I've never understood why Apple conceals useful operating system features from its users. I'm talking about such things as changing the default file format for creating a screen shot, or turning off the Dashboard app.
Sooner or later (usually sooner) some clever Mac geek figures out how to access and enable these hidden options via the Unix command line in the Terminal or writes a utility to facilitate the task.
Such is the case with Deep Sleep, a Dashboard widget that lets users put their Mac into a standby mode that completely shuts off the power, similar to the "hibernate" function in Windows.
I stumbled upon Deep Sleep in my continuing quest to resolve my Mac Pro's reboot-on-wake problem. Several Mac Pro owners in the forums had suggested use of this widget to bypass the issue.
It turns out that the default Sleep mode on a Mac is only one of three Sleep options in the operating system. The others are Safe Sleep and Deep Sleep.
In the default Sleep mode, the Mac maintains a continuous trickle of power to the computer's memory. Without that stream of electricity, everything stored in the Mac's memory (that is, whatever you have running on your Desktop) would go poof in a nanosecond.
Because the information is preserved in memory, wiggling your mouse or tapping a key on the keyboard brings up your Mac Desktop just as you left it.
Apple created the Safe Sleep mode for PowerBooks a few years ago, gradually making it a standard feature on all Mac laptops. To prevent data loss, Safe Sleep adds an extra step. It saves the contents of memory to the hard drive just before going into regular Sleep.
With regular Sleep, if the PowerBook's battery ran out of juice, the computer's memory would lose its lifeline of electricity. The state of the Desktop would be lost, and any unsaved work in open Documents with it. But Safe Sleep could retrieve that data from the hard drive. Once power to the laptop is restored, so is the state of the Desktop.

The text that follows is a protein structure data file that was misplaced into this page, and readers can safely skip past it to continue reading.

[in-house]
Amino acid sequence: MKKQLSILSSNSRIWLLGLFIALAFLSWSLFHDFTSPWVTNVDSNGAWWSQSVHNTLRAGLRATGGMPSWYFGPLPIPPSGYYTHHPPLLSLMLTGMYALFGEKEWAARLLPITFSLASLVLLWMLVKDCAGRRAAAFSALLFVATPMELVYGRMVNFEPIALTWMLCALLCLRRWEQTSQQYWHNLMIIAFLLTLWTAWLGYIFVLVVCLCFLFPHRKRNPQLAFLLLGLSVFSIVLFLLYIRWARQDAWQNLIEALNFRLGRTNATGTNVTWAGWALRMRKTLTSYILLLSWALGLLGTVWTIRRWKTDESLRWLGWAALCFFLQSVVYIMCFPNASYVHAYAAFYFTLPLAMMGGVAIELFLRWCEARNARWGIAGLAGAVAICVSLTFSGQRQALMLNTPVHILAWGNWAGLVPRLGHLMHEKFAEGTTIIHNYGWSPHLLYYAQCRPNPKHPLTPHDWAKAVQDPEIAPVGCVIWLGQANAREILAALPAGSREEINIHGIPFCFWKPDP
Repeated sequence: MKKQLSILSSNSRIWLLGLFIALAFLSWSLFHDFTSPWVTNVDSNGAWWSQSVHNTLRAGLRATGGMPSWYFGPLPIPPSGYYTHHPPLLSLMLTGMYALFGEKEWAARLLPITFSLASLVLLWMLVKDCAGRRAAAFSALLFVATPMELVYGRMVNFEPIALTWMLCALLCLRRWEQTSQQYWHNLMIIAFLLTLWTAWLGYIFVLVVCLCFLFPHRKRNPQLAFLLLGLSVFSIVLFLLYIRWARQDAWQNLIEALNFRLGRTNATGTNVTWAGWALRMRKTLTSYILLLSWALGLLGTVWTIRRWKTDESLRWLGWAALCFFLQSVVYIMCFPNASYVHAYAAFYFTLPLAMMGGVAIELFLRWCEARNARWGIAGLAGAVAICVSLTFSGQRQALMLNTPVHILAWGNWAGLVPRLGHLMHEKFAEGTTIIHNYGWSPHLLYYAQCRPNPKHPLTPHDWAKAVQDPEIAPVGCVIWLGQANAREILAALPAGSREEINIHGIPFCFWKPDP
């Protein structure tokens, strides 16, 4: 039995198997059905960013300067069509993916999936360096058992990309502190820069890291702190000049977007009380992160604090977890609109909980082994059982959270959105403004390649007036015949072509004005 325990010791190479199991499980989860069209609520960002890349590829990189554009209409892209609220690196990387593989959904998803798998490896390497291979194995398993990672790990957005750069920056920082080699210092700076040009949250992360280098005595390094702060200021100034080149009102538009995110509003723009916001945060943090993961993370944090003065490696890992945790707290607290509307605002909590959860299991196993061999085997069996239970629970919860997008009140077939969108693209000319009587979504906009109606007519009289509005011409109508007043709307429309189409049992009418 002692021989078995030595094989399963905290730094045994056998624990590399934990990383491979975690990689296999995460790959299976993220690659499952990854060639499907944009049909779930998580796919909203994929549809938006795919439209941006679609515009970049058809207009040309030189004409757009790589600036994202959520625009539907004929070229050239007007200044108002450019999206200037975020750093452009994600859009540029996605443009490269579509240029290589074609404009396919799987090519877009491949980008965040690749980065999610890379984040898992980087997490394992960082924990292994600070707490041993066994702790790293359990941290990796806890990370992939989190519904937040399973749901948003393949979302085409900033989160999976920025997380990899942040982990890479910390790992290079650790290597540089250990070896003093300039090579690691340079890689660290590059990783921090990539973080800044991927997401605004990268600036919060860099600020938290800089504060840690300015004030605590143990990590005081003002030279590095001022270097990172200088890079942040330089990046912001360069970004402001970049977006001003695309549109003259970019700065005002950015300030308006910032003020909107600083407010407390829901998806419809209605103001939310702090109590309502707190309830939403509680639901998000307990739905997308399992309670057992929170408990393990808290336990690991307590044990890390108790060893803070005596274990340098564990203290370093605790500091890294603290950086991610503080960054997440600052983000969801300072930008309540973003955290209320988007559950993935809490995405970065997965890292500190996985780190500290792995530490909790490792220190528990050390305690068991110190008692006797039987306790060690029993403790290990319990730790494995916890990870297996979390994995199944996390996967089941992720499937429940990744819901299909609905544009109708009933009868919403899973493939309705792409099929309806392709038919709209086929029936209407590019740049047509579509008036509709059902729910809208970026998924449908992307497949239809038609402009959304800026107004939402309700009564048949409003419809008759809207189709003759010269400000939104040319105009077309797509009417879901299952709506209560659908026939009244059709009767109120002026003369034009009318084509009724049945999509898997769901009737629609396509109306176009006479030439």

The Deep Sleep widget uses the Safe Sleep option of copying the contents of memory to the hard drive to eliminate the need for that memory-preserving trickle of electricity in desktop Macs as well as laptops.
The advantages of Deep Sleep over regular Sleep is that 1) it saves your open files to the disk so you won't lose any data, and 2) it uses virtually no power. For laptop owners, the ability to sleep the Mac without consuming any battery power can be invaluable.
The primary disadvantage of Deep Sleep is that it takes several seconds longer to put the system to sleep (because the Mac must wait for the contents of memory to write to the hard drive) as well as to wake it up (because the Mac has to read the data off the hard drive).
I have been using Deep Sleep when I plan to leave my Mac Pro unattended for many hours (such as when I leave for work or go to bed at night) and use regular Sleep the rest of the time. I started this to work around my reboot on wake problem, but I think Deep Sleep might be better for the Mac.
As for the potential power savings, don't get too excited. According to an energy usage calculator on Apple's Web site, a Mac Pro running 24/7 (never sleeping) would use $120 in electricity in a year at 10 cents per kilowatt-hour, slightly less than the 10.86 cents Baltimore Gas and Electric Co. currently charges. (A 24-inch iMac would cost $123 because of the built-in monitor; a 20-inch iMac $74.)
Using regular Sleep mode 12 hours a day would save a Mac Pro owner $57. Using Deep Sleep 12 hours a day should save you $60 - just $3 more (assuming the Mac is drawing no electricity).
Not quite enough for a new iPod, but it could get you a movie rental from the iTunes Store.